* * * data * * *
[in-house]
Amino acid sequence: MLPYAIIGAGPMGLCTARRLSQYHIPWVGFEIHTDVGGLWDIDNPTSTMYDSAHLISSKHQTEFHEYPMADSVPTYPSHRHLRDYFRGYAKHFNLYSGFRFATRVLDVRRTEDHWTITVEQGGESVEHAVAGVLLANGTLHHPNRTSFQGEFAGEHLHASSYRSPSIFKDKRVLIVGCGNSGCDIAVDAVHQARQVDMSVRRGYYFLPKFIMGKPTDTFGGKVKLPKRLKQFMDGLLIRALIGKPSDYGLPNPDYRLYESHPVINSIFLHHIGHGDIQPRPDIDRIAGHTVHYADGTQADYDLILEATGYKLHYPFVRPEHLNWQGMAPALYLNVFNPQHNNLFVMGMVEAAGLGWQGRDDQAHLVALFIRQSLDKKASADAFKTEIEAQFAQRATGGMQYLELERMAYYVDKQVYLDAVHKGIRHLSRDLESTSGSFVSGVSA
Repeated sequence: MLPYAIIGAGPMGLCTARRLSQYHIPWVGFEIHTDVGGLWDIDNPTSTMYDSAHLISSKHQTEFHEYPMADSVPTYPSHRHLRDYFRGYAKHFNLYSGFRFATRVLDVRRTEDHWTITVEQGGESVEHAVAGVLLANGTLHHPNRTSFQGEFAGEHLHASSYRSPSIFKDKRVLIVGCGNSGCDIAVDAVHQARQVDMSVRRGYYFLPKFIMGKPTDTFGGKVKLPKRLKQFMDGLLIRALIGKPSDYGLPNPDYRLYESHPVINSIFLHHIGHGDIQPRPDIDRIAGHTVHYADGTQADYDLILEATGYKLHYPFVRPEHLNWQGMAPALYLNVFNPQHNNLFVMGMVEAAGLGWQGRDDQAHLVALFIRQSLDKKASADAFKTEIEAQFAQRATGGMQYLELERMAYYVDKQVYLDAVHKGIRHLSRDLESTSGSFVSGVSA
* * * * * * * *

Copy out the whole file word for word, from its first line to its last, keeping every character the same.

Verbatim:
[in-house]
Amino acid sequence: MLPYAIIGAGPMGLCTARRLSQYHIPWVGFEIHTDVGGLWDIDNPTSTMYDSAHLISSKHQTEFHEYPMADSVPTYPSHRHLRDYFRGYAKHFNLYSGFRFATRVLDVRRTEDHWTITVEQGGESVEHAVAGVLLANGTLHHPNRTSFQGEFAGEHLHASSYRSPSIFKDKRVLIVGCGNSGCDIAVDAVHQARQVDMSVRRGYYFLPKFIMGKPTDTFGGKVKLPKRLKQFMDGLLIRALIGKPSDYGLPNPDYRLYESHPVINSIFLHHIGHGDIQPRPDIDRIAGHTVHYADGTQADYDLILEATGYKLHYPFVRPEHLNWQGMAPALYLNVFNPQHNNLFVMGMVEAAGLGWQGRDDQAHLVALFIRQSLDKKASADAFKTEIEAQFAQRATGGMQYLELERMAYYVDKQVYLDAVHKGIRHLSRDLESTSGSFVSGVSA
Repeated sequence: MLPYAIIGAGPMGLCTARRLSQYHIPWVGFEIHTDVGGLWDIDNPTSTMYDSAHLISSKHQTEFHEYPMADSVPTYPSHRHLRDYFRGYAKHFNLYSGFRFATRVLDVRRTEDHWTITVEQGGESVEHAVAGVLLANGTLHHPNRTSFQGEFAGEHLHASSYRSPSIFKDKRVLIVGCGNSGCDIAVDAVHQARQVDMSVRRGYYFLPKFIMGKPTDTFGGKVKLPKRLKQFMDGLLIRALIGKPSDYGLPNPDYRLYESHPVINSIFLHHIGHGDIQPRPDIDRIAGHTVHYADGTQADYDLILEATGYKLHYPFVRPEHLNWQGMAPALYLNVFNPQHNNLFVMGMVEAAGLGWQGRDDQAHLVALFIRQSLDKKASADAFKTEIEAQFAQRATGGMQYLELERMAYYVDKQVYLDAVHKGIRHLSRDLESTSGSFVSGVSA